A view of the male skeleton from the Vergina tomb. Over the years, much of the debate about the bones' identity has focused on whether they were cremated dry or with flesh still clinging to them. Philip III Arridaios was ordered executed by one of his father's wives, Olympias, in the succession wars that followed Alexander the Great's death. (Olympias was Alexander the Great's mother.) Eurydice was forced to commit suicide. According to ancient histories, the couple was then buried unceremoniously, only to be exhumed months, or perhaps more than a year, later for a royal burial to shore up legitimacy for the next king. At this royal burial, the bodies would have been cremated. 

Philip II, on the other hand, would have been cremated right away. Thus, archaeologists reasoned, if the bones were cremated "fleshed," they were probably Philip II's. If they were cremated dry — the flesh having rotted off — they were probably Philip III's. But that line of thinking has been largely abandoned in recent years, given that a few months in the ground probably would have left Philip III Arridaios with some flesh still clinging to his bones. Thus, either body would have been cremated with flesh on. (Photo Credit: Jonathan Musgrave)

Proof of death

Fragments of the femoral (upper leg) bones from the woman in the Macedonian tomb. These pieces are the upper part of the femurs, and the knob is the joint where these bones connect to the pelvis. A 2010 article by University of Bristol anatomist Jonathan Musgrave noted the curved fractures in the bones and argued that these features indicated that the bones were burned with flesh still clinging to them. Bones warp differently in heat if burned dry versus burned with flesh on. (Photo Credit: Jonathan Musgrave)

Powerful woman

Limb bone fragments from the female skeleton found in the Vergina tomb. One candidate for the woman's identity is Eurydice II of Macedon, wife (and niece) of Philip III Arrhidaios. Eurydice was a warrior queen, as was her mother, Cynane (Alexander the Great's half sister). In the succession crisis that followed Alexander the Great's death, Cynane was determined to marry off her daughter to the new king, Philip III. In the process, Cynane was put to death by Alexander the Great's former generals, who were vying for power in the vacuum left by the conqueror's death. Eurydice, however, did marry Philip III and carried on her mother's ambitions, trying to grab real power for her figurehead husband. Ultimately, she led an army against the regent Polyperchon, but was stymied by the sudden appearance of Olympias, Alexander the Great's mother. Eurydice's troops refused to fight against the mother of Alexander the Great, who was backing Polyperchon, and she was forced to flee. She and her husband were both captured. He was executed, and she ordered to commit suicide by Olympias. (Photo Credit: Jonathan Musgrave)

Warped bones

This photograph of the male skeleton from Vergina was taken in 1983 at the Archaeological Museum in Thessaloniki, Greece. Arrows point to warping in the arm and leg bones caused by postmortem cremation. (Photo Credit: Jonathan Musgrave)

Debated facts

Part of the skull of the mystery male from Vergina. A large flange of bone is peeled outward, an effect of cremation. The question of whether these bones were burned dry or fleshed remains a contentious one: Musgrave argues that they were fleshed, while a 2000 paper in the journal Science by Antonis Bartsiokas, a paleoanthropologist at the Anaximandrian Institute of Human Evolution in Greece, argued that the bones were not warped enough to have been burned fleshed. 

The debate may be the result of too little information, according to Maria Liston, an anthropologist at the University of Waterloo in Ontario who studies cremated remains in Greece. Not enough is known about how bones respond when cremated after partial decomposition of the body, as would have occurred with Philip III, Liston told Live Science in June. (Photo Credit: Jonathan Musgrave)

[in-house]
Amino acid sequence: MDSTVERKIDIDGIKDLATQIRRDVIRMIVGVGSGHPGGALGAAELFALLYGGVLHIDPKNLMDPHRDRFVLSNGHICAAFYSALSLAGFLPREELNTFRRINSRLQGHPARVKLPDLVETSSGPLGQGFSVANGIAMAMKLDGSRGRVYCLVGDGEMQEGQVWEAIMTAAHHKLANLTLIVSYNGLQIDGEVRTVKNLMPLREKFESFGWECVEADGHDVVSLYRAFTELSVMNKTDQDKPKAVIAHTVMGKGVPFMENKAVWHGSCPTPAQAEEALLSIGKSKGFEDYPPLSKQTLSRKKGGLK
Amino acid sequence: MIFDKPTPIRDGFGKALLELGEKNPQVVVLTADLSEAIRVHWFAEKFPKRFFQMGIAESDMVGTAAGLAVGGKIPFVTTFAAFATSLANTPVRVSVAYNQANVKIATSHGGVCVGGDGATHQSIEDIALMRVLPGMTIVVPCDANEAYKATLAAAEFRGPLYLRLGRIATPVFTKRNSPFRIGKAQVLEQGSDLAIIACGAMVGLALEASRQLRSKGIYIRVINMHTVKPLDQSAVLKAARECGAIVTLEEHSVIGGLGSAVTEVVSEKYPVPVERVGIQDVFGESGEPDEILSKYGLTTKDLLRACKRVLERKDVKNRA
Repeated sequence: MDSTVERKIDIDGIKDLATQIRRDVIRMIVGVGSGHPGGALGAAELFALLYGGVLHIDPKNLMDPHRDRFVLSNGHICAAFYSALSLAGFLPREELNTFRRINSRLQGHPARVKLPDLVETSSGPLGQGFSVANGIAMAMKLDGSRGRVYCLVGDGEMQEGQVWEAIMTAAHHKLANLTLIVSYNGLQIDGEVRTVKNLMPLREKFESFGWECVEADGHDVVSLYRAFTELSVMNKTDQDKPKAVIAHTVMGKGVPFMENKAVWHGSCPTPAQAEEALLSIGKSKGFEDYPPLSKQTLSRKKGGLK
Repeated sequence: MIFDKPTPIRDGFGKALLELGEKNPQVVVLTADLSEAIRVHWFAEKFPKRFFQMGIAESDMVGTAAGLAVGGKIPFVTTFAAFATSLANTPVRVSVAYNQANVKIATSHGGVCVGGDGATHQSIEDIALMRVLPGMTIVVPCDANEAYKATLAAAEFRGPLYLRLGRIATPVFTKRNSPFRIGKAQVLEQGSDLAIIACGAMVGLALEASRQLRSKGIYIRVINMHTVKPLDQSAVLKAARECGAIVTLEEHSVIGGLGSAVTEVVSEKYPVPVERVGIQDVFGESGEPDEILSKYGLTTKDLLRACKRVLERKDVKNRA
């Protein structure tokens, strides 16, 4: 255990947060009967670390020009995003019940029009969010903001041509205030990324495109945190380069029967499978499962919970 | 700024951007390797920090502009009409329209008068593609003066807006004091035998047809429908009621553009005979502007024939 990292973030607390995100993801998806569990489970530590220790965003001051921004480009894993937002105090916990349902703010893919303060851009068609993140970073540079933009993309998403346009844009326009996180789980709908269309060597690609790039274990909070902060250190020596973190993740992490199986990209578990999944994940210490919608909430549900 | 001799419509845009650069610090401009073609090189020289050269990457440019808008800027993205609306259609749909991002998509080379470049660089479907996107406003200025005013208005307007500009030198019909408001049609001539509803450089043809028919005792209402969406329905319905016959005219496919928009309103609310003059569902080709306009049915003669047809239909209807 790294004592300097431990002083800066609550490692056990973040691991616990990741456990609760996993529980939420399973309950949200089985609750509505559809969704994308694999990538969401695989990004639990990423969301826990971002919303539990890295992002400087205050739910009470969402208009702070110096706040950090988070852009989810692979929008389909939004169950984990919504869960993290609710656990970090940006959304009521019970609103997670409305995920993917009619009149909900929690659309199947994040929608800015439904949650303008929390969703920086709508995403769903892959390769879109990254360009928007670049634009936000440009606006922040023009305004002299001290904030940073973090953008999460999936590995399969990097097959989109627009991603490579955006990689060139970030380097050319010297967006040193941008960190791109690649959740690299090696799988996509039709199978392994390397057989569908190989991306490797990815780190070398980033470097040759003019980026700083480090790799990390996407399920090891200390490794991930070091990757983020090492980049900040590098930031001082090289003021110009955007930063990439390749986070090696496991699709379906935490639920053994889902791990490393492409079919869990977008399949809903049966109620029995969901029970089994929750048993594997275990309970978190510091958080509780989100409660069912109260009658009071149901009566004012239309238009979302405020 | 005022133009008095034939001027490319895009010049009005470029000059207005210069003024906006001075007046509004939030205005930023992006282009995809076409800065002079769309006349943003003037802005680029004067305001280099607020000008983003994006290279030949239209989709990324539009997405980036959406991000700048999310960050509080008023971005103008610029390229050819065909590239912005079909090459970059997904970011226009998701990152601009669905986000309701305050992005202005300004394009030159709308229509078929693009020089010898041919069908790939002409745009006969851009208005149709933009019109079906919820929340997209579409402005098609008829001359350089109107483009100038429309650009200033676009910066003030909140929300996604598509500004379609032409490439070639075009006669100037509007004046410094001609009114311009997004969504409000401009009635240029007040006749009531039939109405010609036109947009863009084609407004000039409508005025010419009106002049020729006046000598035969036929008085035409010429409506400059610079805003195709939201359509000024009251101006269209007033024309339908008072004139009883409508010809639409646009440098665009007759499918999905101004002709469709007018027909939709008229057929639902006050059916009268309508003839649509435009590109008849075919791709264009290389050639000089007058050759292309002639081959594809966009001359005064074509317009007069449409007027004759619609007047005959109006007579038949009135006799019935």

Battle scars?

A view of part of the skull of the male skeleton from Vergina. An arrow points to a notch in the eye socket that the University of Bristol's Musgrave interprets as a remnant of a known battle wound of Philip II's. However, a 2000 paper in the journal Science argued that this notch is an effect of postmortem handling and cremation. An upcoming study in the International Journal of Osteoarchaeology also failed to find evidence of a pre-mortem eye wound — though those researchers did discover a healing hand fracture that could have matched one of Philip II's known injuries. (Photo Credit: Jonathan Musgrave)

Wounds or illness?

The jaw bone of the male skeleton from Vergina. The University of Bristol's Musgrave and Theodore Antikas of Aristotle University in Greece both noted, in separate studies, signs of inflammation in the jaw and sinuses of the skull. The in (Image credit: Jonathan Musgrave)

The jaw bone of the male skeleton from Vergina. The University of Bristol's Musgrave and Theodore Antikas of Aristotle University in Greece both noted, in separate studies, signs of inflammation in the jaw and sinuses of the skull. The inflammation could be the result of battle trauma, or chronic infection. For example, damage to the jaw could be caused by chronic gum disease. (Photo Credit: Jonathan Musgrave)

Dental work

The remnants of the teeth and hard palate of the man buried in the Macedonian tomb at Vergina. The arrows show shallow molar sockets; when a tooth is removed, bone breaks down in the empty space in the jaw in a process called resorption. This process permanently changes the shape of the jaw bone. In the modern day, dentists use bone grafts or synthetic materials to preserve the socket after a tooth is removed, enabling them to place a false tooth later.  (Photo Credit: Jonathan Musgrave)

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Stephanie Pappas
Live Science Contributor

Stephanie Pappas is a contributing writer for Live Science, covering topics ranging from geoscience to archaeology to the human brain and behavior. She was previously a senior writer for Live Science but is now a freelancer based in Denver, Colorado, and regularly contributes to Scientific American and The Monitor, the monthly magazine of the American Psychological Association. Stephanie received a bachelor's degree in psychology from the University of South Carolina and a graduate certificate in science communication from the University of California, Santa Cruz.